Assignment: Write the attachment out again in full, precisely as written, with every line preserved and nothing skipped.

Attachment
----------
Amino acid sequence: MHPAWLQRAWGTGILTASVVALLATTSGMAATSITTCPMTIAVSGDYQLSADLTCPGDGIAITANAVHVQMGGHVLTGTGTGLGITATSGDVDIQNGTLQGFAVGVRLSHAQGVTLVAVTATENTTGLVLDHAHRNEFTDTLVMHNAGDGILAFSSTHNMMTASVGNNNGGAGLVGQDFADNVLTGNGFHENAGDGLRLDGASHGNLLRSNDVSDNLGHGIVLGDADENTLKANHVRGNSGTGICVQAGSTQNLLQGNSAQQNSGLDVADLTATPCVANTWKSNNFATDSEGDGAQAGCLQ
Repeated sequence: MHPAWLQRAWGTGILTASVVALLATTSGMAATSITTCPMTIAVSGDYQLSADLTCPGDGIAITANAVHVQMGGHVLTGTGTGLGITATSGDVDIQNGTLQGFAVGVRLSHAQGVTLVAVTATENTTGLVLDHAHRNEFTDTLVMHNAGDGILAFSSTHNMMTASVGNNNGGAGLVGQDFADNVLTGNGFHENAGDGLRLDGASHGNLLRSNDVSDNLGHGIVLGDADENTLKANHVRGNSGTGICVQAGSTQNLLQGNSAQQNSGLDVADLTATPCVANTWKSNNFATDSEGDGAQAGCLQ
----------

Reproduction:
Amino acid sequence: MHPAWLQRAWGTGILTASVVALLATTSGMAATSITTCPMTIAVSGDYQLSADLTCPGDGIAITANAVHVQMGGHVLTGTGTGLGITATSGDVDIQNGTLQGFAVGVRLSHAQGVTLVAVTATENTTGLVLDHAHRNEFTDTLVMHNAGDGILAFSSTHNMMTASVGNNNGGAGLVGQDFADNVLTGNGFHENAGDGLRLDGASHGNLLRSNDVSDNLGHGIVLGDADENTLKANHVRGNSGTGICVQAGSTQNLLQGNSAQQNSGLDVADLTATPCVANTWKSNNFATDSEGDGAQAGCLQ
Repeated sequence: MHPAWLQRAWGTGILTASVVALLATTSGMAATSITTCPMTIAVSGDYQLSADLTCPGDGIAITANAVHVQMGGHVLTGTGTGLGITATSGDVDIQNGTLQGFAVGVRLSHAQGVTLVAVTATENTTGLVLDHAHRNEFTDTLVMHNAGDGILAFSSTHNMMTASVGNNNGGAGLVGQDFADNVLTGNGFHENAGDGLRLDGASHGNLLRSNDVSDNLGHGIVLGDADENTLKANHVRGNSGTGICVQAGSTQNLLQGNSAQQNSGLDVADLTATPCVANTWKSNNFATDSEGDGAQAGCLQ